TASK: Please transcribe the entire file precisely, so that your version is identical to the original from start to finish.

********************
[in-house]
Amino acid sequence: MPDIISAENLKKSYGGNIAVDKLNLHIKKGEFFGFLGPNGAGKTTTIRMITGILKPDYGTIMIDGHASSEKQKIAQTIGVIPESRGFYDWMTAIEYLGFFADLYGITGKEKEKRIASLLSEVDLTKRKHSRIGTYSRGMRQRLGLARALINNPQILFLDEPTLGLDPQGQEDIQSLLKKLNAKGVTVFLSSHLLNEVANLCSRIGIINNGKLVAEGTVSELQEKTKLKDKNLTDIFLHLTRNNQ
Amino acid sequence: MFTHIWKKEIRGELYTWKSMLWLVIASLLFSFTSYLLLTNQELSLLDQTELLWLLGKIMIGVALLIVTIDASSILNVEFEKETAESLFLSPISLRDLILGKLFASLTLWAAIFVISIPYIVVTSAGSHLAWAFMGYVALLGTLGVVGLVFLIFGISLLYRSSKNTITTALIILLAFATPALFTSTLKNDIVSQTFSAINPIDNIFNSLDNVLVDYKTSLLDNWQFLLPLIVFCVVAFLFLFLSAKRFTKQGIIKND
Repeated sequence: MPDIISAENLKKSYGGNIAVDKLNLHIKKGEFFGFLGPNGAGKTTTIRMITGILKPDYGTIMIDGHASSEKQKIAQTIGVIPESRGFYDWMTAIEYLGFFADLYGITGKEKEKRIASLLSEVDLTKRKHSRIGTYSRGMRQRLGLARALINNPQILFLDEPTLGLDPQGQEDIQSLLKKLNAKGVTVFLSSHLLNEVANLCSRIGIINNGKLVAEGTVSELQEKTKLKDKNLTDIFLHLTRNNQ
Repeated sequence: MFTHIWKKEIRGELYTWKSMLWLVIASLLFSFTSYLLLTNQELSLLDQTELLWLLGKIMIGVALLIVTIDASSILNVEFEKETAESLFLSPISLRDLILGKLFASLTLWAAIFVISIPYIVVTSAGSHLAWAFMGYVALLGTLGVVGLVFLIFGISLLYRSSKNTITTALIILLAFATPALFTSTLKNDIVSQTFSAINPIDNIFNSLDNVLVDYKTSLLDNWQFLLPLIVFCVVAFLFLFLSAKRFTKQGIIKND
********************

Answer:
[in-house]
Amino acid sequence: MPDIISAENLKKSYGGNIAVDKLNLHIKKGEFFGFLGPNGAGKTTTIRMITGILKPDYGTIMIDGHASSEKQKIAQTIGVIPESRGFYDWMTAIEYLGFFADLYGITGKEKEKRIASLLSEVDLTKRKHSRIGTYSRGMRQRLGLARALINNPQILFLDEPTLGLDPQGQEDIQSLLKKLNAKGVTVFLSSHLLNEVANLCSRIGIINNGKLVAEGTVSELQEKTKLKDKNLTDIFLHLTRNNQ
Amino acid sequence: MFTHIWKKEIRGELYTWKSMLWLVIASLLFSFTSYLLLTNQELSLLDQTELLWLLGKIMIGVALLIVTIDASSILNVEFEKETAESLFLSPISLRDLILGKLFASLTLWAAIFVISIPYIVVTSAGSHLAWAFMGYVALLGTLGVVGLVFLIFGISLLYRSSKNTITTALIILLAFATPALFTSTLKNDIVSQTFSAINPIDNIFNSLDNVLVDYKTSLLDNWQFLLPLIVFCVVAFLFLFLSAKRFTKQGIIKND
Repeated sequence: MPDIISAENLKKSYGGNIAVDKLNLHIKKGEFFGFLGPNGAGKTTTIRMITGILKPDYGTIMIDGHASSEKQKIAQTIGVIPESRGFYDWMTAIEYLGFFADLYGITGKEKEKRIASLLSEVDLTKRKHSRIGTYSRGMRQRLGLARALINNPQILFLDEPTLGLDPQGQEDIQSLLKKLNAKGVTVFLSSHLLNEVANLCSRIGIINNGKLVAEGTVSELQEKTKLKDKNLTDIFLHLTRNNQ
Repeated sequence: MFTHIWKKEIRGELYTWKSMLWLVIASLLFSFTSYLLLTNQELSLLDQTELLWLLGKIMIGVALLIVTIDASSILNVEFEKETAESLFLSPISLRDLILGKLFASLTLWAAIFVISIPYIVVTSAGSHLAWAFMGYVALLGTLGVVGLVFLIFGISLLYRSSKNTITTALIILLAFATPALFTSTLKNDIVSQTFSAINPIDNIFNSLDNVLVDYKTSLLDNWQFLLPLIVFCVVAFLFLFLSAKRFTKQGIIKND